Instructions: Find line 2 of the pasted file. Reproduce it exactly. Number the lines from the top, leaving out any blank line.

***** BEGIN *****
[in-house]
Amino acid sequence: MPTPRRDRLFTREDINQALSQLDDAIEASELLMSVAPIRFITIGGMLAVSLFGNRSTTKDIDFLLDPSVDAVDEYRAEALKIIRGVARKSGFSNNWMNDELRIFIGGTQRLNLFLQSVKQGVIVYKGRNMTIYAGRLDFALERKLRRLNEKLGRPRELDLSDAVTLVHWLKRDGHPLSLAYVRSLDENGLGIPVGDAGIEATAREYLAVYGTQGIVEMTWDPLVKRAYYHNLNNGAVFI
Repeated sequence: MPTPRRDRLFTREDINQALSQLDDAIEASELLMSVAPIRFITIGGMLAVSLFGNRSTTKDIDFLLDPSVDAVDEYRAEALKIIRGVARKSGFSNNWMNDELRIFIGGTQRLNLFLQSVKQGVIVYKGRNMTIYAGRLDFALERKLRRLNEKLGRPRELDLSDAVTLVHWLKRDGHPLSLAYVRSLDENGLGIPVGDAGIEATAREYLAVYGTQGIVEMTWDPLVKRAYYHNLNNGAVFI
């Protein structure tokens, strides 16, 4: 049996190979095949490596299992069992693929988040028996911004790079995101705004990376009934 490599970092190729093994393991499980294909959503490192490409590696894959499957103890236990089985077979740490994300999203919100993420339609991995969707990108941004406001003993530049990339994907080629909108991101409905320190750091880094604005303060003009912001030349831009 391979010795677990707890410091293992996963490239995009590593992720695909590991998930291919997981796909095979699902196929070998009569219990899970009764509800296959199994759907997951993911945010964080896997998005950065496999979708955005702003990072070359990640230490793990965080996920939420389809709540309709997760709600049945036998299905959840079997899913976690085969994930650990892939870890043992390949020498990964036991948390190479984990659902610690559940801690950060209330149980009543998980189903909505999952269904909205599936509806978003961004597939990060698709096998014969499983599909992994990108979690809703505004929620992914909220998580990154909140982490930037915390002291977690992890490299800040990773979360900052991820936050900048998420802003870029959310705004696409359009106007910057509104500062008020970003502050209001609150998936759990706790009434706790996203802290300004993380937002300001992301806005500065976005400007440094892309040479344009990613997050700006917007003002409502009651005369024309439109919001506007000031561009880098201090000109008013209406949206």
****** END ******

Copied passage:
Amino acid sequence: MPTPRRDRLFTREDINQALSQLDDAIEASELLMSVAPIRFITIGGMLAVSLFGNRSTTKDIDFLLDPSVDAVDEYRAEALKIIRGVARKSGFSNNWMNDELRIFIGGTQRLNLFLQSVKQGVIVYKGRNMTIYAGRLDFALERKLRRLNEKLGRPRELDLSDAVTLVHWLKRDGHPLSLAYVRSLDENGLGIPVGDAGIEATAREYLAVYGTQGIVEMTWDPLVKRAYYHNLNNGAVFI